Bentong-Raub-Bukit Tinggi roadtrip

It felt too long between road trips, so colluding over coffee one afternoon we  decided we’d head north (sort of). Into the interior. Richard, April and I. Bentong-Raub-Bentong-Janda Baik-Bukit Tinggi. It was a lot of ground to cover but we had no plans to rush. We’d play it loose. Bentong for breakfast, Raub for lunch and Bukit Tinggi for for dinner.

Loose summed up this trip. Shooting the breeze over breakfast, we missed out on Mrs. Mak’s freshly baked pineapple tarts which she sells at the Bentong morning market. Taking our time wandering the streets meant the tofu factory in Raub was closed and the Portuguese Egg Tarts at the town’s teahouse were sold out. And by the time we made our way to Janda Baik, Purple Cane Tea House had shut its doors. But why dwell on what we didn’t get to do when this is what we did do?


Richard and I had explored Bentong before and there were a few things we missed out. April hadn’t been, so this was a good opportunity to revisit those lost opportunities. Our first stop in Bentong … breakfast.

It was 10am when we arrived. Pumped to get stuck in, we made a beeline for Yuen Kee, an unassuming corner lot kopitiam tucked just behind the wet market. Everything looked so scrumptious.

We ordered up wan tan noodles (minus the char siew aka roasted pork) from Hooi Ji and stuffed tofu from the neighbouring yong tau foo stall . Both were winners. Thoroughly mixed in, the thick sweet soy sauce and spring onions were a perfect complement to the fresh springy egg noodles, and the tofu was light and satisfying. Thank you James Tan for the great tip (you can read  Motormouth From Ipoh‘s account of Bentong here).

Yuen Kee kopitiam at 10am – buzzing.
Hooi Ji dishing out steaming hot bowls of wantan noodles.
Voila! The wan tan noodles are accompanied by pork wantan sitting in a light clear broth.
A smorgasbord of stuffed vegetables and types of tofu to snack on at the yong tau foo stall.
Bentong’s fresh ginger is huge in size and reputation. Though most of the stalls at the market had upped and closed by the time we were done eating, we did manage to grab some dried ginger from this stall. Selling mostly local produce it also had fresh Bentong ginger, locally made soy sauce and roasted groundnuts from Sempalit, a village in Raub.

There were a smattering of stalls still open when we emerged bellies full of food and laughs. The freshly baked tart stall had packed up for the day but we could still stock up on Bentong ginger.  Big in size and reputation, this rhizome is sought after for its fiery flavour. I’m all for fresh out of the ground but convinced by the stall holder after some well placed sampling, we grabbed a few bottled of the dried stuff to take home – no sugar added and no preservatives. Yay!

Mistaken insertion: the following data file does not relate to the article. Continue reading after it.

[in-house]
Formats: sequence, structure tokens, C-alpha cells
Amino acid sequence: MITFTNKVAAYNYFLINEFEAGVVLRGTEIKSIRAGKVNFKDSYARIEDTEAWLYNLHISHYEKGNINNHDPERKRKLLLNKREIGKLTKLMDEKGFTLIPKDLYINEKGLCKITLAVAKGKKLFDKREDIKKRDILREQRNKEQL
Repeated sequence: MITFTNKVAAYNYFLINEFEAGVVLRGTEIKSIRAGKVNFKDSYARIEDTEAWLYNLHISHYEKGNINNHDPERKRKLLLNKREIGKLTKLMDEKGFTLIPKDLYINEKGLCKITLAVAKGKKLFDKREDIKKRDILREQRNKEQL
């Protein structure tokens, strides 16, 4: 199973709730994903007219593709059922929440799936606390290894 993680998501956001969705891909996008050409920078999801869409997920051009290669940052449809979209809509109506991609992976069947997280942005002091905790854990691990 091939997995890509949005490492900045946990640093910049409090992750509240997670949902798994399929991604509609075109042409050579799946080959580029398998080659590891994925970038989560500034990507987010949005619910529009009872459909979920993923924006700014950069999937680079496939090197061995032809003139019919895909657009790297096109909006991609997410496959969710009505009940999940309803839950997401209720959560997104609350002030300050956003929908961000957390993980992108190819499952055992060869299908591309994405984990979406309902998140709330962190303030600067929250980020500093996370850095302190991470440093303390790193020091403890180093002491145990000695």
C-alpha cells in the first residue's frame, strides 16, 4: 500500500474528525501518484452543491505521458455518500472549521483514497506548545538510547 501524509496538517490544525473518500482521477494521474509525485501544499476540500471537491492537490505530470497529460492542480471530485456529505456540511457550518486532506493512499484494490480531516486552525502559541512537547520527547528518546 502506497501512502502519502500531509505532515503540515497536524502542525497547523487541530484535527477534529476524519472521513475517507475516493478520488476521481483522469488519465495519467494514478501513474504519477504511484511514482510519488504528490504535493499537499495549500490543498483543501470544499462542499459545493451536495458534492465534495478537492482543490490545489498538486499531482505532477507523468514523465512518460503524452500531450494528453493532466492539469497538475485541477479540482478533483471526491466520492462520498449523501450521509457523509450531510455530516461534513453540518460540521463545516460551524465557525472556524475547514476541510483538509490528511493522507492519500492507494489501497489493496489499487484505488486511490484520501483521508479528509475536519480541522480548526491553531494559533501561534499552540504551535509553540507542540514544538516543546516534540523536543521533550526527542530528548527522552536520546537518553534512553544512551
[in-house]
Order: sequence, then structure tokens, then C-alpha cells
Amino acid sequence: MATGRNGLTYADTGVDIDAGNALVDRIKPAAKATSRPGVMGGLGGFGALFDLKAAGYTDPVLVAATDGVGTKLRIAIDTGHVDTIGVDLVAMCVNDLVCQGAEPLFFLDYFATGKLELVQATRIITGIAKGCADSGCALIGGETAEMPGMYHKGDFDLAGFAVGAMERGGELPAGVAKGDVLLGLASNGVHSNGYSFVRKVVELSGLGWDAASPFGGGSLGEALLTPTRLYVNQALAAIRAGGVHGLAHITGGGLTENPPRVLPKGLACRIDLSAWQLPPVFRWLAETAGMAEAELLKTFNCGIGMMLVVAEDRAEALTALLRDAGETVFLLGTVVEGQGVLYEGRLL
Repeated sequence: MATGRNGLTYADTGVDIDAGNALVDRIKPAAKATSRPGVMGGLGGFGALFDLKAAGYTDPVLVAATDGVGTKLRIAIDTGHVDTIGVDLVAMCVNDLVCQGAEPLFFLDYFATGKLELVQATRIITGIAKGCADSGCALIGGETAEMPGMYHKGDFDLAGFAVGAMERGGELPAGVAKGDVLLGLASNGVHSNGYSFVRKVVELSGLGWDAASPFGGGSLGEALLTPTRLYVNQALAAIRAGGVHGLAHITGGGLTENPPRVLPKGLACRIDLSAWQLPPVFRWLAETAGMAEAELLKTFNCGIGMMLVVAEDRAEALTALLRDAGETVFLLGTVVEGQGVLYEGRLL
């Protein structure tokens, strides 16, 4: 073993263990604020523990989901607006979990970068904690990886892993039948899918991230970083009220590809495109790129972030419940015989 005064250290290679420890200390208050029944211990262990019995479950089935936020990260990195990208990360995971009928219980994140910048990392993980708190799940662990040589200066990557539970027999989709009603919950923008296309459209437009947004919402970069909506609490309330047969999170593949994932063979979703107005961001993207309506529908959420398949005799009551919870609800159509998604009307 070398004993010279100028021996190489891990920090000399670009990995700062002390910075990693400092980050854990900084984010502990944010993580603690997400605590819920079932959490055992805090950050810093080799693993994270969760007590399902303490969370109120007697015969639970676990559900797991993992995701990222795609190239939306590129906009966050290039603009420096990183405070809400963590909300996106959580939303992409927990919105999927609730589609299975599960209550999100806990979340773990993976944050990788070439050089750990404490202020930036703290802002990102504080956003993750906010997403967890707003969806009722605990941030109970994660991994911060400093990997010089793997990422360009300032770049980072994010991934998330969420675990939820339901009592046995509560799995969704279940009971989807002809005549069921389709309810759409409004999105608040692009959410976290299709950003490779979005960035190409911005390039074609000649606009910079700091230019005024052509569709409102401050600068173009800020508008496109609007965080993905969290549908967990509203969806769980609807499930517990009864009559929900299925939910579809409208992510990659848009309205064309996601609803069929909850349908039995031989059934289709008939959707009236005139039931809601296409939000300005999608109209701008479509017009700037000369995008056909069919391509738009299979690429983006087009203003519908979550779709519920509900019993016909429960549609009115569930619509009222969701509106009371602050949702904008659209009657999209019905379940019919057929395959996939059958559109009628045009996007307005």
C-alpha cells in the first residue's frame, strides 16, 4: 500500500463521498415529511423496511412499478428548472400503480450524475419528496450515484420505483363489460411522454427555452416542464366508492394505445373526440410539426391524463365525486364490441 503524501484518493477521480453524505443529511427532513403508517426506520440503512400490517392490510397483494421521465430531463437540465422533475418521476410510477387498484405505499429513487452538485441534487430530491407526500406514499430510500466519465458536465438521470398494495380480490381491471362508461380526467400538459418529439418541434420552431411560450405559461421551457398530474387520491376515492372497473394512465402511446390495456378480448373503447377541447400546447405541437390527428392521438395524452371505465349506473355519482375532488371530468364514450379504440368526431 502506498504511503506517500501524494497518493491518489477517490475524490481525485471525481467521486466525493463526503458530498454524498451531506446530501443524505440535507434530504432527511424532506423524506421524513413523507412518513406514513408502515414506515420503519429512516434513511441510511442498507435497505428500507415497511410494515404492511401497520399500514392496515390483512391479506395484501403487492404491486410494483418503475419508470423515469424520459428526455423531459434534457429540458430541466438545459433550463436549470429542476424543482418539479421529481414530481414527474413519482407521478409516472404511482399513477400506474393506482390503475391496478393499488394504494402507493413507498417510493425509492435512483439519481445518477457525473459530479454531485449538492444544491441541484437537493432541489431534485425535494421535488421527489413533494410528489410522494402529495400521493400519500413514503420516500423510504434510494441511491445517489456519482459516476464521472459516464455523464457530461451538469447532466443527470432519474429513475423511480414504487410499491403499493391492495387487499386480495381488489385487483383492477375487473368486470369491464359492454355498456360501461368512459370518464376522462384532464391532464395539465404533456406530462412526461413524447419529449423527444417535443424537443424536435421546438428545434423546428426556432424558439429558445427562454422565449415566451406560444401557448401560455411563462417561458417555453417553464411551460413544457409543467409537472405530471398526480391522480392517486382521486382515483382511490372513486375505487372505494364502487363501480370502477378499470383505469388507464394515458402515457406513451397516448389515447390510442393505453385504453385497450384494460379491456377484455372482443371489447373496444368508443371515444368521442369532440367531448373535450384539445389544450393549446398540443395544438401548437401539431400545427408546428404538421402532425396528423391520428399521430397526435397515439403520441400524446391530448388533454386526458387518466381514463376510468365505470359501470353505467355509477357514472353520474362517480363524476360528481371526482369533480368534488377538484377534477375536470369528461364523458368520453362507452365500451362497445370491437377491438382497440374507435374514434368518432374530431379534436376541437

After a quick wander around the town, we grabbed an old school coffee at Cheong Fatt kopitiam and headed to Raub via the old trunk road. Being a Monday the route was quiet and the drive through the durian orchards past resorts like Caravan Serai, Tanah Aina Farrah Soraya and Casabrina, and towns of Kampung Baru Sang Lee, Tranum and Tras, was undisturbed except by the occasional 4×4 and local bus. Interesting to note, some of these towns were created in the 40s and 50s to combat the communist insurgence.

Kampung Baru Sang Lee – home of the durian. The district of Raub is purported to produce the best durians in Malaysia.
The tiny pastel coloured town of Tras, one of many settlements including Sang Lee, created to curb the communist threat.

I had passed through Raub countless times on my way to Merapoh for my volunteer CAT Walks, and each time I’d spy a large white bungalow perched on a hill. With a destination to get to I’d drive on by but not this time.

Admiring Raub’s beautiful bungalow on the hill.
Lord and lady of the manor waiting for the servants to serve afternoon tea. Chop chop!

The colonial bungalow looks well preserved on the face of it – painted white, fixtures intact, black bamboo blinds hanging in the windows upstairs. Converted for use as a sales office for a property developer, it must have once belonged to somebody important as its location provided a vantage point of the old town and surrounding hills and mountain, albeit now disrupted by the sight of rooftops. It was now surrounded by luxury homes.

I wondered what had been here before and wished I had satisfied my curiosity sooner. The sales person assured us that the building would remain even after all construction had been completed. But for how long? The flooring inside the office had been replaced with tiles and the paint had begun to peel from the walls due to the damp.

What a view. The well manicured and pavemented road leads down towards the town and police station.

Hungry despite the ample breakfast, we sat down at Ratha for lunch. I had just been a few days before with a MYCAT Cat Walk group and my Instagram photo had set off Richard’s tastebuds. Set on the corner of Jalan Tun Razakas you enter the old part of town, this local institution is unmissable.

Their specialty is fish head curry, and at RM52 nett it’s a pretty expensive dish, but we had come this far. Sharing (the RM52 nett portion is good for 2-4 persons) worked out to RM23 per person with rice and drinks. No regrets because it was pretty damn delicious – strong and spicy and laden with lady’s fingers, aubergine and tau foo pok.


You could be hit with a sense of deja vu when you explore Raub, after doing the same in Bentong. Both towns bear a lot of similarities – the old parts set on two parallel streets of pre-war shophouses with five foot ways, occupied mostly by hardware shops, banks, bakery supplies stores and dentists and clinics. Oh and Secret Recipe.